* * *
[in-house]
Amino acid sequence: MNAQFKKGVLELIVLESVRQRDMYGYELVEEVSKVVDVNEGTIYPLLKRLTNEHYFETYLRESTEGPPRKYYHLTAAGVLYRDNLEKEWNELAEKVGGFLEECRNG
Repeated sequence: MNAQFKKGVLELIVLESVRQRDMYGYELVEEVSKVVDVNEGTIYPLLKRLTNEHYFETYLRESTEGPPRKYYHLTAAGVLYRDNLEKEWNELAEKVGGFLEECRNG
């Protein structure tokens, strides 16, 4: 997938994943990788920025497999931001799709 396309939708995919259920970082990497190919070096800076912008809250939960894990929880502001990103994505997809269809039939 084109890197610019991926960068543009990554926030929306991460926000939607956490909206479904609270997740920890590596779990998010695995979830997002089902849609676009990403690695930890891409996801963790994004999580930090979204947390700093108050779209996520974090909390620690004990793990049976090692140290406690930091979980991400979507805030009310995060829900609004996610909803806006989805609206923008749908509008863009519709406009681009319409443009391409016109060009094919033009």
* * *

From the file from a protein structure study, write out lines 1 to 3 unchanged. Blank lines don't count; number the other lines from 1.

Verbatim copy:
[in-house]
Amino acid sequence: MNAQFKKGVLELIVLESVRQRDMYGYELVEEVSKVVDVNEGTIYPLLKRLTNEHYFETYLRESTEGPPRKYYHLTAAGVLYRDNLEKEWNELAEKVGGFLEECRNG
Repeated sequence: MNAQFKKGVLELIVLESVRQRDMYGYELVEEVSKVVDVNEGTIYPLLKRLTNEHYFETYLRESTEGPPRKYYHLTAAGVLYRDNLEKEWNELAEKVGGFLEECRNG